Globally, 4 out of 5 people do not wash hands after using the bathroom

11 October 2018
Employees and companies, Corporate engagement, Water, Toilets, Hygiene
Thumbnail WaterAid/ Jordi Ruiz Cirera


October 11, 2018—Washing hands with soap and water reduces cases of diarrhea by almost 50 percent - yet on average around the world only 19 percent of people wash hands with soap after defecation. This Global Handwashing Day (October 15), WaterAid urges governments worldwide to prioritize handwashing promotion, alongside water and sanitation, to save lives.

The simple act of washing hands can save lives. Handwashing with soap helps keep food safe, prevents diseases and helps children grow up strong and healthy. In turn, it contributes to child survival, good nutrition, school attendance and greater productivity. 

Clean hands help students stay in school, and give them the health and nutrition they need to focus on learning. Handwashing with soap has been found to cut school sick days in half.

Yet, only one in five people globally wash their hands after going to the toilet. 

An estimated 289,000 children under five die each year of diarrheal diseases directly caused by dirty water, poor sanitation and the inability to wash hands with soap. Another 151 million children around the world have had their growth and development stunted by undernutrition, in which chronic infection and intestinal worms are a major factor.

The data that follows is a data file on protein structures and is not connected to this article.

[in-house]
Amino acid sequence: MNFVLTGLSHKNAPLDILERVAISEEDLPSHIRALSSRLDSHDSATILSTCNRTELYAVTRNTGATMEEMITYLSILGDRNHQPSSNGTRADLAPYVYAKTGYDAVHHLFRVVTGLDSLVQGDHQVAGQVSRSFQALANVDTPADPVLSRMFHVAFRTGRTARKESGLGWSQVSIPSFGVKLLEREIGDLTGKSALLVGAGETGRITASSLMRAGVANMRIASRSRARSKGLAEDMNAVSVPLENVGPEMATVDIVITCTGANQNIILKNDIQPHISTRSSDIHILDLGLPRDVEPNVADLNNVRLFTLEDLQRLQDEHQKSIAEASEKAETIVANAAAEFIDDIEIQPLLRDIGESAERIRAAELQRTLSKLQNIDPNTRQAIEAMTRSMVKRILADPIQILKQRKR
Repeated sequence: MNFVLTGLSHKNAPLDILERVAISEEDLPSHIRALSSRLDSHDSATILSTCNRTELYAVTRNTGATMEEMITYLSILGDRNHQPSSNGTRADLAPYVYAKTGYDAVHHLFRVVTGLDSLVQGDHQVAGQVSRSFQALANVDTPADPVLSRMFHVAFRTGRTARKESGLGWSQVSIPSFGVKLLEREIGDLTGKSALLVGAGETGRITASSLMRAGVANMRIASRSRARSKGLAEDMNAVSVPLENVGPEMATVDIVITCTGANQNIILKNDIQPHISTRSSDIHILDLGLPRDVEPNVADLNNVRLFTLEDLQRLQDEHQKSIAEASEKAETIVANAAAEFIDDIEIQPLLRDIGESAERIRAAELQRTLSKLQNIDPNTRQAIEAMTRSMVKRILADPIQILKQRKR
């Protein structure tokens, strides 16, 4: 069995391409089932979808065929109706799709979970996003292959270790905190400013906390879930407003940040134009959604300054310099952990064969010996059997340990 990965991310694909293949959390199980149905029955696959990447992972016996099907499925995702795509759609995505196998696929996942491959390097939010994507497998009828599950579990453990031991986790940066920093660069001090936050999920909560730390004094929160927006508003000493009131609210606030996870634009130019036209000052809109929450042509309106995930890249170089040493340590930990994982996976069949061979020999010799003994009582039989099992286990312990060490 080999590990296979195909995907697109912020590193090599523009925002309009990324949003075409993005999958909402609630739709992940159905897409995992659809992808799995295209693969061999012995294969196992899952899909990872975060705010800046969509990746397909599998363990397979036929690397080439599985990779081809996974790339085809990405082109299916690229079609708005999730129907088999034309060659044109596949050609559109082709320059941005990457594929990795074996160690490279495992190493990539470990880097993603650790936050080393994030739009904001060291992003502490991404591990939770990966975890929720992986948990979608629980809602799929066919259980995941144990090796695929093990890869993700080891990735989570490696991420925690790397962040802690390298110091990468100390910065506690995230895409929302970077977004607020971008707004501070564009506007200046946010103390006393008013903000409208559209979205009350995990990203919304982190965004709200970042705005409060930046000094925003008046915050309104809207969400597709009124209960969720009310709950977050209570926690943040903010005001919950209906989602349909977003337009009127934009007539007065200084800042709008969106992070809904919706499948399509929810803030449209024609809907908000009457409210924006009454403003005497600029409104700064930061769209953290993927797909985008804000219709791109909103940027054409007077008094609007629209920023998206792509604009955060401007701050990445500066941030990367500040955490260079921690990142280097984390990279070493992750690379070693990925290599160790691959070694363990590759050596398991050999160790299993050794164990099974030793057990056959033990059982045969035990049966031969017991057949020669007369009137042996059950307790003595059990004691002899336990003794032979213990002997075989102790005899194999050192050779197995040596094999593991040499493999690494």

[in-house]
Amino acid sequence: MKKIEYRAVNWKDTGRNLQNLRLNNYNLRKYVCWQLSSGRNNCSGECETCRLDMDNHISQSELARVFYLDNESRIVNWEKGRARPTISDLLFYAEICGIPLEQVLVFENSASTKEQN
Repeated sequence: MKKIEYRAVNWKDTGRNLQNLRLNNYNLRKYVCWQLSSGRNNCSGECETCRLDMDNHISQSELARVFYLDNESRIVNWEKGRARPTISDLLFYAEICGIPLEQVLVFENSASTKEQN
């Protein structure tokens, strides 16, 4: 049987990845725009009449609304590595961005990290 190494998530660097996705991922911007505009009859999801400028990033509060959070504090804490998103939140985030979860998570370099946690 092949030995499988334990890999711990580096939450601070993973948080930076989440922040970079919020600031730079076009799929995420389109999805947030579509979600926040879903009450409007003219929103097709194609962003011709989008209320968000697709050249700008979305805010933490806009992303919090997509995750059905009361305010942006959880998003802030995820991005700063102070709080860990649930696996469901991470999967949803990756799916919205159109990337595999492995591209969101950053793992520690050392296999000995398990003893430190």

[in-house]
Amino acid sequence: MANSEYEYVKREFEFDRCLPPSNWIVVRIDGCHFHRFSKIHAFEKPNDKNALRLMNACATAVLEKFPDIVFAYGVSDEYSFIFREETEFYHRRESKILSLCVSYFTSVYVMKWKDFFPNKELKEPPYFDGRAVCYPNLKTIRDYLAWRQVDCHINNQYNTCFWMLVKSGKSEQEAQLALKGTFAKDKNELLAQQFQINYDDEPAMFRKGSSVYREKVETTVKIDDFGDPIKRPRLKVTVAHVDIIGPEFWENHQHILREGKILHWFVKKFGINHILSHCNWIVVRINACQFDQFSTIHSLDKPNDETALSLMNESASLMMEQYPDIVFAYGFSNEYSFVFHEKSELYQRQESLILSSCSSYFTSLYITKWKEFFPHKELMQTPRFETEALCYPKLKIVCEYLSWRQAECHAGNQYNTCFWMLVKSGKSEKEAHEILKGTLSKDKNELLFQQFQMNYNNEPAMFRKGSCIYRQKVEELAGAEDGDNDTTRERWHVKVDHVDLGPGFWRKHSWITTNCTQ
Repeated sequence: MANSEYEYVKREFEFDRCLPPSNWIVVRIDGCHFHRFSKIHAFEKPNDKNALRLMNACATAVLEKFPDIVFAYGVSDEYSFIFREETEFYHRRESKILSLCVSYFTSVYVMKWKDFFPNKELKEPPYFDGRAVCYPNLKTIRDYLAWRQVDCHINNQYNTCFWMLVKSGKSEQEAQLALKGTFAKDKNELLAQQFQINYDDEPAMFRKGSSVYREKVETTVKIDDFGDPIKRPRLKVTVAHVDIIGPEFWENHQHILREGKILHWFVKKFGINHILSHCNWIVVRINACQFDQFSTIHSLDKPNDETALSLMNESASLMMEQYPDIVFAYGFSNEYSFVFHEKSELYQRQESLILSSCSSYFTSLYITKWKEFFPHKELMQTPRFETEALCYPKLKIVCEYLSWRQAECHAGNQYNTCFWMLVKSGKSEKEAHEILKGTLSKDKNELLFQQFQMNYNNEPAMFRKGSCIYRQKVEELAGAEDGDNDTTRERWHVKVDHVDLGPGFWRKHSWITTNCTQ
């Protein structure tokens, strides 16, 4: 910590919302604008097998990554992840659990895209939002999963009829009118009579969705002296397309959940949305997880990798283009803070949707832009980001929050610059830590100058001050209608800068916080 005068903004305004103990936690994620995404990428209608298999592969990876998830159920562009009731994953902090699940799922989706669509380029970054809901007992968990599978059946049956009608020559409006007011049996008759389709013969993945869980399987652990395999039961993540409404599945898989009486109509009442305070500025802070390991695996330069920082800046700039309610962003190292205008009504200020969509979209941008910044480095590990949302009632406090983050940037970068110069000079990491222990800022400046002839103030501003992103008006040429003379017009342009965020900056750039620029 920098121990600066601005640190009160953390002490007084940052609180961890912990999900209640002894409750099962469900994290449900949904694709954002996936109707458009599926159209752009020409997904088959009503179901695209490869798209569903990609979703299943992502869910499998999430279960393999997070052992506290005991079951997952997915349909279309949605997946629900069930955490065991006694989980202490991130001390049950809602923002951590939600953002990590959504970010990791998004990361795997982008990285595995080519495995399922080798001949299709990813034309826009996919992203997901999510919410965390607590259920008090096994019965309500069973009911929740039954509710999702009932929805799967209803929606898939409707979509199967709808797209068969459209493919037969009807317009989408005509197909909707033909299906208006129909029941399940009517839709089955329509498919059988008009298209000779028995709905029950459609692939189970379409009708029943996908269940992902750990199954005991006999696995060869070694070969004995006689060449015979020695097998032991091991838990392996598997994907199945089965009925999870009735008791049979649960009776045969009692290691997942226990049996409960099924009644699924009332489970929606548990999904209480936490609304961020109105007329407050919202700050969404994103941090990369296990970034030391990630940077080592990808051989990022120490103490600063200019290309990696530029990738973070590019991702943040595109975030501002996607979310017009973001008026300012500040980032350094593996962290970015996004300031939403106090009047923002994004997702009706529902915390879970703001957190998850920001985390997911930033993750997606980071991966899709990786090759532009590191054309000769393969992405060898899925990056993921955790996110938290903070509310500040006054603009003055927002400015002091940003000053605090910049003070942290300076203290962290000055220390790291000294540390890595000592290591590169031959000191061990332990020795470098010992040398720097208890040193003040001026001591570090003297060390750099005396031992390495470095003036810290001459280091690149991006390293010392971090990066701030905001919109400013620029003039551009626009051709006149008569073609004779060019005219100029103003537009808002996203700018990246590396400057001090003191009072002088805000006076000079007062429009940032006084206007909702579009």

This winter, WaterAid is launching Let Kids Learn, a campaign to bring water, sanitation and hygiene to 26 schools in Colombia and Nicaragua.

Handwashing: Fast facts

  • Hands are the principal carriers of disease-causing germs. 
  • Only 1 in 5 (19%) people globally wash their hands with soap after defecating
  • 1 in 3 primary schools worldwide does not have handwashing facilities
  • 443 million school days are lost every year because of water-related illnesses.
  • Handwashing with soap reduces the risk of diarrheal diseases by 42-47% 
  • Lack of access to sanitation and poor hygiene contribute to approximately 88% of childhood deaths caused by diarrheal diseases.

For more information, contact Emily Haile, Senior Media and Communications Manager at [email protected] or 212-683-0430.